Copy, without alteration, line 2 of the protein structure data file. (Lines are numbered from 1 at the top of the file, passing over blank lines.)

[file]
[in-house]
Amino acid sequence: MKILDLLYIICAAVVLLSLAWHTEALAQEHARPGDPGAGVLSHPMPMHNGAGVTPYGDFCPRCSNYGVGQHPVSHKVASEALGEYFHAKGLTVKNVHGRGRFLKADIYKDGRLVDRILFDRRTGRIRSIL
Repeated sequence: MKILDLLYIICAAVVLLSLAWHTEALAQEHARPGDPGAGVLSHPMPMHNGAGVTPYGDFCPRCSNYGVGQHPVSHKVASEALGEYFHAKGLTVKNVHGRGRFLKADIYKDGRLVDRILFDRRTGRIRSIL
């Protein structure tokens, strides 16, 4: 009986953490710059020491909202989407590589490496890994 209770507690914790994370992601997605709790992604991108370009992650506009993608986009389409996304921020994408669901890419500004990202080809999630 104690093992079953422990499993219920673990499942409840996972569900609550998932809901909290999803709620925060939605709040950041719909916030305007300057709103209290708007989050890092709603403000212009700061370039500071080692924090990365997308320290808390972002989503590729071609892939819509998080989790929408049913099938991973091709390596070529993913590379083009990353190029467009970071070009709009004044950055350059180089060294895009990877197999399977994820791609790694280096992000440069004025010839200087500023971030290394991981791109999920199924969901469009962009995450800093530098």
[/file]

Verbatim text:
Amino acid sequence: MKILDLLYIICAAVVLLSLAWHTEALAQEHARPGDPGAGVLSHPMPMHNGAGVTPYGDFCPRCSNYGVGQHPVSHKVASEALGEYFHAKGLTVKNVHGRGRFLKADIYKDGRLVDRILFDRRTGRIRSIL